2023 got off to a challenging start on the Warsaw office market with a significant decline in gross take-up and no new office space coming on stream in the first quarter of the year. Furthermore, service charges hit new highs while headline and effective rents came under upward pressure. According to BNP Paribas Real Estate Poland, landlords are also facing greater ESG requirements.
- 6.25 million sqm – office stock
- 0 sqm – new supply
- 158,900 sqm – gross take-up
- 235,200 sqm – stock under construction
- 11.6% – vacancy rate
For the first time in many years, there was no new office space added to Warsaw’s office stock in the first quarter of 2023, which means that the projected supply gap became a fact of life. This was due to several overlapping factors: the pandemic and its consequences, the economic slowdown, rising property maintenance costs, the energy crisis and geopolitical tensions. Changes in work perception and practices, including the recent implementation of remote working into the Labour Code, also played a role.
- Theoretically, tenants should feel motivated by the supply gap on the Warsaw office market to make leasing decisions fast, but they are not. This is due to economic headwinds, the overall negative market outlook and high fit-out costs. As a result, transactions are taking longer to finalize, says Małgorzata Fibakiewicz, Head of Office Agency, BNP Paribas Real Estate Poland.
Protracted decision-making is noticeable not only among office tenants, but also investors and developers. Projects are being mothballed due to high construction costs and the expected weaker demand for office space.
Lower supply, higher rents
Office buildings which were completed in the last 12-18 months and were initially commercialized more slowly have now filled up. The spectre of supply constraints pushed rental rates up and resulted in longer leases. Furthermore, headline and effective rents will remain under upward pressure due to falling office supply levels.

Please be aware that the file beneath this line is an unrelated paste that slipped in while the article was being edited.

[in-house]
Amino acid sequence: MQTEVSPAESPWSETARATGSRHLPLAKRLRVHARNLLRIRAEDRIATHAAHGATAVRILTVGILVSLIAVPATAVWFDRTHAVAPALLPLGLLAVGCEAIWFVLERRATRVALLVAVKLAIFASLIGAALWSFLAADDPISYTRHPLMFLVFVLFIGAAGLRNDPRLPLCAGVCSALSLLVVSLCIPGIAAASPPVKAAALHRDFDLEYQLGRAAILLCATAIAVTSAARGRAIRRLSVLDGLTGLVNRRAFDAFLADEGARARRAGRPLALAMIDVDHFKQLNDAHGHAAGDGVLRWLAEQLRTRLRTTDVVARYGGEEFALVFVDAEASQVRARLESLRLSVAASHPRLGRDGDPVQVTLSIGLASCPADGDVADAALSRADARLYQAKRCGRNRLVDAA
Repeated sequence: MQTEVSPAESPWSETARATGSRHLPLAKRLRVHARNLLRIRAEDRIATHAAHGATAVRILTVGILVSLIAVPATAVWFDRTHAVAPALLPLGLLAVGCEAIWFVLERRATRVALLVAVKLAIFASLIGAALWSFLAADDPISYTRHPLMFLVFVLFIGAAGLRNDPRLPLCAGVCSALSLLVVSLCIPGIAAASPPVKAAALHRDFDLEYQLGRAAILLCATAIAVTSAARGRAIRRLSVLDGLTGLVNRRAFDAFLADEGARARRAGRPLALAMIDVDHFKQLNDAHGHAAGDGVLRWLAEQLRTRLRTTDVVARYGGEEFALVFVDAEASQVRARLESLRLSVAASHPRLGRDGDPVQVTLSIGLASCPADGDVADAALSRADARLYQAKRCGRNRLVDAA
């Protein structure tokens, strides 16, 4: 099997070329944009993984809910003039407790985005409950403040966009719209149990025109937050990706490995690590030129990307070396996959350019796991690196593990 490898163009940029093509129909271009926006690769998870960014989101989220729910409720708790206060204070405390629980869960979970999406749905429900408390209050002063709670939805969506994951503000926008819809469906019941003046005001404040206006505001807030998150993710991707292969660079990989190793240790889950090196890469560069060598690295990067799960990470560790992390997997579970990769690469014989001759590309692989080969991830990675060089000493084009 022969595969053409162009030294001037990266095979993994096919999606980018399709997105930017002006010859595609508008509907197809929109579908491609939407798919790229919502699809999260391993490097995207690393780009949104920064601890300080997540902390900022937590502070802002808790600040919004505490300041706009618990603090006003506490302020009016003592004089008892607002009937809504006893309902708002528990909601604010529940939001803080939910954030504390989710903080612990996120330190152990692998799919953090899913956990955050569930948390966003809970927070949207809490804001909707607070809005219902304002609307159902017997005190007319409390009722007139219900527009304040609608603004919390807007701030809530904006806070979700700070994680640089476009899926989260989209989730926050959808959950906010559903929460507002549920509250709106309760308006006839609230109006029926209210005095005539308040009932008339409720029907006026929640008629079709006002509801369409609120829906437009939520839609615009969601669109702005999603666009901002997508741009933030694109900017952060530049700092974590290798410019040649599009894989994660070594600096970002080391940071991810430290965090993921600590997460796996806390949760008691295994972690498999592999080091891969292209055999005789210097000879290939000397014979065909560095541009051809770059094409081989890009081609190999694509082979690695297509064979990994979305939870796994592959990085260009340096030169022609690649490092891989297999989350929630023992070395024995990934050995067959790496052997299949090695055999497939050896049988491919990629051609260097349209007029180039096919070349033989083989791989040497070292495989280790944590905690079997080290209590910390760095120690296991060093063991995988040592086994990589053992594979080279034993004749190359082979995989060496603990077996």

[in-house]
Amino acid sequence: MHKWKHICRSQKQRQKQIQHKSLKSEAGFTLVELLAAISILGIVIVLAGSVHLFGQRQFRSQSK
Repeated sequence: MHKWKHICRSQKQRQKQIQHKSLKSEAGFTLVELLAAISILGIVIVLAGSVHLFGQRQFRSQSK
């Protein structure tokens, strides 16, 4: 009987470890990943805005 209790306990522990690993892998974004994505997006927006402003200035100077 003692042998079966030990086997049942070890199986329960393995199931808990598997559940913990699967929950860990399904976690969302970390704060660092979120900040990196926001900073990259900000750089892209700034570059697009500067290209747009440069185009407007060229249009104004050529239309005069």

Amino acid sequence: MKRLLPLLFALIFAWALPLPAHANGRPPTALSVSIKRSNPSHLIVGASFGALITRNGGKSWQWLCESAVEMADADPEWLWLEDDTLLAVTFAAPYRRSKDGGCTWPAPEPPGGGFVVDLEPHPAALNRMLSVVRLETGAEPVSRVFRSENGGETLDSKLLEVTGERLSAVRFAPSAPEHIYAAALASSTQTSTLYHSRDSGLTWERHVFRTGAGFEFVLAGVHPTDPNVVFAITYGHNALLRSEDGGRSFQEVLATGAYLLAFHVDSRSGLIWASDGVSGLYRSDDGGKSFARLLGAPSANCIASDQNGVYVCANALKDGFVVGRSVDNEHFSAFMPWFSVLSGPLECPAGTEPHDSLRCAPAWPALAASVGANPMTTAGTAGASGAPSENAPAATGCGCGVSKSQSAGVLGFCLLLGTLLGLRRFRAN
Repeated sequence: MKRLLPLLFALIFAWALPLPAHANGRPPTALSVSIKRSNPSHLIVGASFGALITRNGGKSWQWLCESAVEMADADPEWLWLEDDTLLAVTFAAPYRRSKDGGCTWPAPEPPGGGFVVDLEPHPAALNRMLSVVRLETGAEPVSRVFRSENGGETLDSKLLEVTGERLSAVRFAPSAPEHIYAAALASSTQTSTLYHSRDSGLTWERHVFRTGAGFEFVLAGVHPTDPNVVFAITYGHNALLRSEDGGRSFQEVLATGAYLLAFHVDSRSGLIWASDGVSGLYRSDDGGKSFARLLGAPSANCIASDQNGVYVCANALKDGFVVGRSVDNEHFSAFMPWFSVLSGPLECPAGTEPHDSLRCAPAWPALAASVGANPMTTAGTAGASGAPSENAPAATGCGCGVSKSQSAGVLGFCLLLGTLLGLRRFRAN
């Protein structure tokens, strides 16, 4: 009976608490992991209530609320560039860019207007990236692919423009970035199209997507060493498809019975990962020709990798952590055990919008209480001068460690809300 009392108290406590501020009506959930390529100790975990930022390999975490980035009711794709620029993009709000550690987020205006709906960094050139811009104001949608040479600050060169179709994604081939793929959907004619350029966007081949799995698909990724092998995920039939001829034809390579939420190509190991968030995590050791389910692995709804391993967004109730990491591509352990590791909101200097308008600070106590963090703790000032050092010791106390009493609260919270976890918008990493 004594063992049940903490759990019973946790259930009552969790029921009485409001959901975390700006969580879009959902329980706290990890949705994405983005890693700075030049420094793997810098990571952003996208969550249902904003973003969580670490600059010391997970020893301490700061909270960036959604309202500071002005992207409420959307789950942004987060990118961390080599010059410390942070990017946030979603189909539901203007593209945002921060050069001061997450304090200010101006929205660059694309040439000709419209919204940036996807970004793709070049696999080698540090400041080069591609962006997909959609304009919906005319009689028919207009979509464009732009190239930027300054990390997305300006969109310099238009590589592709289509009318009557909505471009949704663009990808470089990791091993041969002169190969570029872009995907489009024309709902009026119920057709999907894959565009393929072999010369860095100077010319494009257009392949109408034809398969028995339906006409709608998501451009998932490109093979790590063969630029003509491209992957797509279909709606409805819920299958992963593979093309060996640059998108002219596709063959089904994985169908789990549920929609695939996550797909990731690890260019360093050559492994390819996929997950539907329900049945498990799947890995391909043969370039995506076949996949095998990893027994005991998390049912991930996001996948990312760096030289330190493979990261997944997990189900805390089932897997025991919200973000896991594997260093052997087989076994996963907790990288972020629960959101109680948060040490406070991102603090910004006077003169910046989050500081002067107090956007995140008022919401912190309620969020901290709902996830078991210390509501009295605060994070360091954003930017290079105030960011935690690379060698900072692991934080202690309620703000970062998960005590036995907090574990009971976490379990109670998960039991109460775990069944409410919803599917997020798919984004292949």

The report’s authors also point out that in 2022 Warsaw saw seven office building construction permits issued – the highest number in the last three years and five more than in 2021.
- Developers were more cautious about launching new office projects last year. However, they stepped up formal and legal activities related to the preparation of plots for new developments, which is a positive sign for the market. It is also notable that Wola reconfirmed its strength in attracting modern office projects with three out of the seven construction permits issued for that district, says Klaudia Okoń, Senior Consultant, Business Intelligence Hub & Consultancy, BNP Paribas Real Estate Poland.
Service charges have skyrocketed
The Warsaw office market saw unprecedented increases in service charges in the first quarter of 2023. The record growth was triggered by high electricity, heating and water costs, inflation-driven increases in the prices of goods and rising local taxes and charges. In addition, the minimum wage was raised to PLN 3,490 with effect from 1 January 2023 – up by PLN 480 from the previous year – and is to be increased again on 1 July.
- We estimate that service charges on the Warsaw office market have increased by around 30% compared to the previous year. This growth does matter, because service charges - alongside rents and utility charges - are a key component of monthly office occupancy costs. Lease lengths are also increasing in addition to rising service charges and rental rates says Małgorzata Karczewska, Consultant, Office Agency, BNP Paribas Real Estate Poland.
At the end of the first quarter, prime office rents in Warsaw stood at EUR 26-28/sqm/month. Asking rents in office buildings aged under five years averaged EUR 16.6-18.5/sqm/month. Rents in buildings aged between six and ten years were in the range of EUR 16.7-17.1/sqm/month, while the oldest buildings (those delivered over a decade ago) fetched rents of EUR 14.8-15.3/sqm/month.
The City Centre and Służewiec see strong leasing activity
Gross office take-up for the first three months of the year amounted to close to 159,000 sqm, down by 40.5 pp on the first quarter of 2022. The strongest leasing activity was recorded in in the City Centre/Central Business District and Służewiec, which accounted for 55% and 16% of all deals, respectively.
New leases and pre-lets made up 70% of the leasing volume, followed by renegotiations (23%) and expansions (5%). According to BNP Paribas Real Estate Poland, office demand in the first quarter came predominantly from the business services sectors (19% of the gross take-up), manufacturing (10%), the banking, insurance and investment sectors (9%) and logistics (9%).
At the end of the first quarter of 2023, Warsaw’s vacancy rate was 11.6% - unchanged from the previous quarter. Office availability at the end of March amounted to 724,600 sqm, down by just under 2,000 sqm compared to the fourth quarter of 2022. Half of the capital’s office zones recorded downward movements in vacancy rates, the largest being in the Puławska Corridor (-1.5 pp) and the Central Business District (-1 pp).